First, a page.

I grew up learning about colours and the importance of not mixing them to form other hues. That process of creativity was reserved for the power that dictated democracy.
But the carriage plundering the alleys of forgotten villages reeked of a philosophy termed modernity, which was laden with concepts such as emancipation, economic growth and dignity. The villagers yearned to pursue the meaning of these laborious words and deserted their fields to purchase tomes burdened with definitions defining contemporary vagueness. The smell of soil lingering in farmers’ caps recoiled from these books, in which resided a verdict usurping ploughed lands. The shy snails and lizards hidden behind rubble walls feared us.
Awareness of our development was calculated by subtracting the years left for us to assume responsibility. As we aged, other colours emerged and defined their existence as a resistance to vertigo which lured the masses to seek valleys which alleviated their fears. The subservient populace speculated about the dangers of dissecting colours and adhered to a single shade, confirming an allegiance which flourished during the spaced routine of shameless democracy.
Exercises of separating history from present circumstances were parallel to stagnating in memories. Faces peered from massive billboards, either smiling or pondering the passing pedestrians. Emblazoned beneath the portraits streamed the rhetoric posing as metaphorical speech to create an illusion hovering between intellect and presumptuous rebellion.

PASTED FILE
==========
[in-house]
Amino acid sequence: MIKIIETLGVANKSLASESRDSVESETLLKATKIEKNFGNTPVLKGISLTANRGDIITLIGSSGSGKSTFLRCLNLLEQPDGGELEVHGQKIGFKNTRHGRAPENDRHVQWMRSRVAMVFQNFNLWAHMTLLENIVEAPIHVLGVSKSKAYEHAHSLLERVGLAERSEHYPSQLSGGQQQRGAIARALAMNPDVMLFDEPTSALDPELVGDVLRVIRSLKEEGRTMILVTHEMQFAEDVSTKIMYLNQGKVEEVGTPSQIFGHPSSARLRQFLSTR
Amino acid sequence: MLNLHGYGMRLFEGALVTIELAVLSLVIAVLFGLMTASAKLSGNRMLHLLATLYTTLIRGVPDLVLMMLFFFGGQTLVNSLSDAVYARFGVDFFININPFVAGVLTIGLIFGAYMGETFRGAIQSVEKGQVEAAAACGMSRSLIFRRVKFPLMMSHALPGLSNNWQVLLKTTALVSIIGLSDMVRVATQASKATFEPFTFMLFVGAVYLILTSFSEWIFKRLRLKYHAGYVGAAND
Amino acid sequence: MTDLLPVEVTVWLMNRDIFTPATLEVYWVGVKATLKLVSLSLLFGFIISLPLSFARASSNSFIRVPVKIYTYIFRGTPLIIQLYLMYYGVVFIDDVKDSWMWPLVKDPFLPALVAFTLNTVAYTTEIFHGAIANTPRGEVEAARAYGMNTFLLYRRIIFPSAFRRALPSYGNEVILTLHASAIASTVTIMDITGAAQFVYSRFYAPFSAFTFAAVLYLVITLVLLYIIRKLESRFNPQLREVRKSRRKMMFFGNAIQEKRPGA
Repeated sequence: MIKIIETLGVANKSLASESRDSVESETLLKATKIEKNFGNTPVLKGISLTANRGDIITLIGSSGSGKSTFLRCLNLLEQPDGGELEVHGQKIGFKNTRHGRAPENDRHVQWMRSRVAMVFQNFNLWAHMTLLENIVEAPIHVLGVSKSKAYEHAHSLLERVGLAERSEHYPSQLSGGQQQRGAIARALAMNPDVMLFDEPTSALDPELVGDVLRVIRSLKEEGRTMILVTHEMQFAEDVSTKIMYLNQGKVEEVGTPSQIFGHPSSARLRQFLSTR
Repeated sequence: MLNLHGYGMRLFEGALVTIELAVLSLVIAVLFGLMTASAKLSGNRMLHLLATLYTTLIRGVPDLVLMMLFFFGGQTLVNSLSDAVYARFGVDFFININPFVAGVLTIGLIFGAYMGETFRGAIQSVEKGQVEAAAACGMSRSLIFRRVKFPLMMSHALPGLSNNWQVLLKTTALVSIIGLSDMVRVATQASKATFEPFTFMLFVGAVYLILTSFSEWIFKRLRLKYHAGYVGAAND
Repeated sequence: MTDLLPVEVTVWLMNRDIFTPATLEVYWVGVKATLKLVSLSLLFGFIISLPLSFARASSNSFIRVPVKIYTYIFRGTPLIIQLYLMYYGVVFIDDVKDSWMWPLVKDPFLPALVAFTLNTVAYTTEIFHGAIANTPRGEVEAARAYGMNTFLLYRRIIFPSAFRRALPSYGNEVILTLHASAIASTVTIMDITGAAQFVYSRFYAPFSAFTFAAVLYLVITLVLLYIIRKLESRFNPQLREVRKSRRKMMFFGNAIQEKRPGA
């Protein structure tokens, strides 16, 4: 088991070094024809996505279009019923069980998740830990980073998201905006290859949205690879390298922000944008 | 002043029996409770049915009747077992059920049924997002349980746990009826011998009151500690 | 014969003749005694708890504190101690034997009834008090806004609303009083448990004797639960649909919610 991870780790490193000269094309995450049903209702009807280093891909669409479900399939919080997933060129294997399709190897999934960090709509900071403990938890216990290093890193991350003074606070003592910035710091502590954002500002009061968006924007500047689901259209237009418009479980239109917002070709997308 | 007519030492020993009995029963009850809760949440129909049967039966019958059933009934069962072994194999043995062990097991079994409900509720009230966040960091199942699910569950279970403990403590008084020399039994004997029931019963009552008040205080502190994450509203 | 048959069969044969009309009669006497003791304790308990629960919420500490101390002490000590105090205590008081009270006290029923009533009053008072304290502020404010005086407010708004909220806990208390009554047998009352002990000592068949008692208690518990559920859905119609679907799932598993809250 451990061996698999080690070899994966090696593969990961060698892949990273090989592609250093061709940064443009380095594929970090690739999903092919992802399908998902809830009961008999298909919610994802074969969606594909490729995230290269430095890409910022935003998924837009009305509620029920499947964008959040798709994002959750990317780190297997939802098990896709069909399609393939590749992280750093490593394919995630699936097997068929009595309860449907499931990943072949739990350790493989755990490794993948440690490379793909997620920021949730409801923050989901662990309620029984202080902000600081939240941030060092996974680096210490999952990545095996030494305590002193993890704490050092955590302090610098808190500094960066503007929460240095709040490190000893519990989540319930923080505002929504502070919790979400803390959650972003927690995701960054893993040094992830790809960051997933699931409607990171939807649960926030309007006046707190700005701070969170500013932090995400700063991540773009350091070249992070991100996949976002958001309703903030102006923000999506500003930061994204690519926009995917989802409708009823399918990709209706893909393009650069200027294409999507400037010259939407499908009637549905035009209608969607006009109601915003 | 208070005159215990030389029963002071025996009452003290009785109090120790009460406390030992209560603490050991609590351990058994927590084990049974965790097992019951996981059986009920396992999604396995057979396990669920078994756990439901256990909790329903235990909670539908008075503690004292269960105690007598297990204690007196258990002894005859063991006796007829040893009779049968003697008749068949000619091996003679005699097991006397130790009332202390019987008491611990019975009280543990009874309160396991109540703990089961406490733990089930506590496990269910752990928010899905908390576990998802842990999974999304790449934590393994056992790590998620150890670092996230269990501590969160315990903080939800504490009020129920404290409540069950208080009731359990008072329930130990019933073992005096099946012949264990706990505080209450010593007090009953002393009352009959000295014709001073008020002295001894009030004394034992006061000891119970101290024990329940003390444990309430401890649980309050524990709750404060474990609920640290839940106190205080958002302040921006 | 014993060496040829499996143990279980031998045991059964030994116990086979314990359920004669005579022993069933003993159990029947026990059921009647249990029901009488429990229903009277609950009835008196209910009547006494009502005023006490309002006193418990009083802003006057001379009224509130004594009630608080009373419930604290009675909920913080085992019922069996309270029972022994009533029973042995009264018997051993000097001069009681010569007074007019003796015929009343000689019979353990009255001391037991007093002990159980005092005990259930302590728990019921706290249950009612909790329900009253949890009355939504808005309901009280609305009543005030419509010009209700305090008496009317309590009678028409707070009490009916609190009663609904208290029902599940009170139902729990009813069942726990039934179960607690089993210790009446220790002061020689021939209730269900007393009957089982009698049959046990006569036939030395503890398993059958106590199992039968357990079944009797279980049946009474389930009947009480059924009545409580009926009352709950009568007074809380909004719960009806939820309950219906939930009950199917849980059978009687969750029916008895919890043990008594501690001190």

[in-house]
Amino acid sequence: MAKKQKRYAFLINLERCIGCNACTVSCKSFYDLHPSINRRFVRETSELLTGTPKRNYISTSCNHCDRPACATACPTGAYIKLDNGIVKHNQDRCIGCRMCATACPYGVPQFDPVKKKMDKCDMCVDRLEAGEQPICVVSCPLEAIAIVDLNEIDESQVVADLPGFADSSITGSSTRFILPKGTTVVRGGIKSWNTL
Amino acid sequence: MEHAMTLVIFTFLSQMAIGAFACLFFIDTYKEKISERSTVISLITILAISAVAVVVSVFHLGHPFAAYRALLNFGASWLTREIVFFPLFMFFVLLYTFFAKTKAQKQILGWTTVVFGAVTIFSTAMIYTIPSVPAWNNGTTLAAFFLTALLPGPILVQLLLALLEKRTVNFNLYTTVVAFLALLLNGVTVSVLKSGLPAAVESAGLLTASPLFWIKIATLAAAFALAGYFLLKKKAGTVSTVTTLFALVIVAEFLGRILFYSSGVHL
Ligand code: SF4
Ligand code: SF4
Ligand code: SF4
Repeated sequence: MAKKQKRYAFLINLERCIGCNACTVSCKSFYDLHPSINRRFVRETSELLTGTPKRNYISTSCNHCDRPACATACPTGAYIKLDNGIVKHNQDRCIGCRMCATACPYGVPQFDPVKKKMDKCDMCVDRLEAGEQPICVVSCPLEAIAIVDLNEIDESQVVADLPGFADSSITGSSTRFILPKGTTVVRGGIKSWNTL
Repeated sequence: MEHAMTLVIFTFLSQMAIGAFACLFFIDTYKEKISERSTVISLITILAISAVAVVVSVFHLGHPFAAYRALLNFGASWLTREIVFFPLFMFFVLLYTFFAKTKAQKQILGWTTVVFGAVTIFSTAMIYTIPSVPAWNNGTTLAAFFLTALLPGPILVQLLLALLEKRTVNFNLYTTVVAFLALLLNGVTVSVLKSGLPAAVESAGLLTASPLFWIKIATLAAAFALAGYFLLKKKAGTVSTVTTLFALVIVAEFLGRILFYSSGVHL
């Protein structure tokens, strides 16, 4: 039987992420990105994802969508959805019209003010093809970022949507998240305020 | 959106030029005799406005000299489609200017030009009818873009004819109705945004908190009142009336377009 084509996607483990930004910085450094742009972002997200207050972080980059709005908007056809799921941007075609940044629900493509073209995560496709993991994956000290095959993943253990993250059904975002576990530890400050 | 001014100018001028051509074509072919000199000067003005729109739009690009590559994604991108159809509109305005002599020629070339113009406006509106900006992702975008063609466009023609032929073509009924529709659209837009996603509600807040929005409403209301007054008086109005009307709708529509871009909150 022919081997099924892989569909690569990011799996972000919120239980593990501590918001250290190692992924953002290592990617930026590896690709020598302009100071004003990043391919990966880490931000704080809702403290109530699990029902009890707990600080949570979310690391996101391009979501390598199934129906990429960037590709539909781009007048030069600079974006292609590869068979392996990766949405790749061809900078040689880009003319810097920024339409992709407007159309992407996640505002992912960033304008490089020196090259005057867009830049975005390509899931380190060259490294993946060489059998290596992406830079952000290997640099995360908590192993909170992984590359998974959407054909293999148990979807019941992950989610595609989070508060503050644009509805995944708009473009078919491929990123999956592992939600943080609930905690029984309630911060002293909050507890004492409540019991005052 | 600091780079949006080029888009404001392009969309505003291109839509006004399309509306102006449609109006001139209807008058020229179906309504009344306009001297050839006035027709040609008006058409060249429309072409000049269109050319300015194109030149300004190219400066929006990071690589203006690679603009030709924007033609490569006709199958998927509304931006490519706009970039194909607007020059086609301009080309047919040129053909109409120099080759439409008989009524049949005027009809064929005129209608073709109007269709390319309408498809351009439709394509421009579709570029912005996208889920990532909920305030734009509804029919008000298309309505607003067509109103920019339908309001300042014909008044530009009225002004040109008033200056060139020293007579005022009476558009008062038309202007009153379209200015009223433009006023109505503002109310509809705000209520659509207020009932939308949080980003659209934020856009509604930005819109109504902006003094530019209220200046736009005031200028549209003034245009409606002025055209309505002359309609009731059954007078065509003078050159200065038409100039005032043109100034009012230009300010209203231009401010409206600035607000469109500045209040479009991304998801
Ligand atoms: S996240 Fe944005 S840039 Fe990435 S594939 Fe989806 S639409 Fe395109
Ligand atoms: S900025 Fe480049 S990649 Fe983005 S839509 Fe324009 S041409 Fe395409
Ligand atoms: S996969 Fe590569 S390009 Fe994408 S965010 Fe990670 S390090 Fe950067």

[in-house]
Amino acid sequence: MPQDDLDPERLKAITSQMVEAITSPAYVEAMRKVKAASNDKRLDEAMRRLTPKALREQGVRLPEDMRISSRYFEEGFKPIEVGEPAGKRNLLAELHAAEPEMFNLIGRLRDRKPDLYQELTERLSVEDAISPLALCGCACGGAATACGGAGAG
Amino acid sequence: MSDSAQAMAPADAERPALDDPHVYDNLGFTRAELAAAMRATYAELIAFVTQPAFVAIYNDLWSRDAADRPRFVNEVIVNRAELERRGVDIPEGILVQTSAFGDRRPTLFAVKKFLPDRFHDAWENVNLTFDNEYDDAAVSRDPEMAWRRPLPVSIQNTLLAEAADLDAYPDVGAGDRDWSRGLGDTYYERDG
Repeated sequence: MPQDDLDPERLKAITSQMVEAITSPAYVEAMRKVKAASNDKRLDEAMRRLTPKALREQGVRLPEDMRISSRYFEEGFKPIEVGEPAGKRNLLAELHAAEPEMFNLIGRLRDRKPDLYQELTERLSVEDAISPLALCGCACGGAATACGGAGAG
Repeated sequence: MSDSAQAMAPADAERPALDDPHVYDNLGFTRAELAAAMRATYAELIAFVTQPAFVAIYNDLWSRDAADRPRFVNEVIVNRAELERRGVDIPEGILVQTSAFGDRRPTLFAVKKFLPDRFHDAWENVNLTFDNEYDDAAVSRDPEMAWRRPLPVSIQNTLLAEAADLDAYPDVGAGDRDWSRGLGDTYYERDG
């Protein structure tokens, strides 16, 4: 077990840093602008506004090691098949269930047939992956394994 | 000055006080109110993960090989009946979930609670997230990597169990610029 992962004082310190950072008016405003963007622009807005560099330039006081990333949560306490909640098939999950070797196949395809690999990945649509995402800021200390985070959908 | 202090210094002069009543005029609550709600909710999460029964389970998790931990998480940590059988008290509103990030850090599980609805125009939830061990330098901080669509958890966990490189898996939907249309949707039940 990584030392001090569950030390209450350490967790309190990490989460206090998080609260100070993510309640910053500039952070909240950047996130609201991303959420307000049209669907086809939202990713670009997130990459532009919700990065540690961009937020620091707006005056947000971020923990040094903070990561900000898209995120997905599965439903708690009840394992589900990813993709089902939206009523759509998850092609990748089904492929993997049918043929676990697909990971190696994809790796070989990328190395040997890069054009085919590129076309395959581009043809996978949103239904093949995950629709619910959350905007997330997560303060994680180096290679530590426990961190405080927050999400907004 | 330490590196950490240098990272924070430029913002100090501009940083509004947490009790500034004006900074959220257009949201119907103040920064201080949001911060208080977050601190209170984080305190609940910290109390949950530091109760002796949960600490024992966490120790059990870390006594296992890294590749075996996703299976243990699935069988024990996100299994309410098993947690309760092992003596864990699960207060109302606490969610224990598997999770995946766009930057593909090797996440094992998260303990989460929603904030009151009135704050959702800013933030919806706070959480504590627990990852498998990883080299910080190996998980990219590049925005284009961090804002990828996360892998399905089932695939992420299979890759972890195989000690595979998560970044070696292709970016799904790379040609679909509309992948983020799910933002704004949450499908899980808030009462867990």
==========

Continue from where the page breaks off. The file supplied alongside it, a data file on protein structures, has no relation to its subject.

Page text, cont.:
My favourite strolls took me to the village squares, where benches staggered under the weight of old people brimming with memories of turbulent times and experiences which reeked of colonialism and upheaval. The servitude of our nation was mingled with resentment and appreciation. When I listened to the narrations, images of uniforms, pale faces and enforced humility sprang to life. Echoes of labourers toiling in fields conflagrated in the spectres of abodes demolished by the war.
I listened to hunger and poverty lisping the suffering of families in an elegy of tattered clothes. My age counted the crumbs of bread carelessly brushed off the table to be swept away. The child hibernating inside me thought of saving the baked dough to feed the sparrows hopping on the windowsill.
Weeks ago, I read the proclamations of colours vying to confuse and convince. Many villagers expressed the need of consulting dictionaries to discern the meaning of words which were given a new eloquence with every democratic exercise. The magnified surnames sharing a common culture with the insignificant masses looked down from their pedestals at us; fossilised specks on an ordinary tile. Our astonishment ventured to peer at the surrounding pristine tiles. The adjoining boundaries were threatening to limit our movement.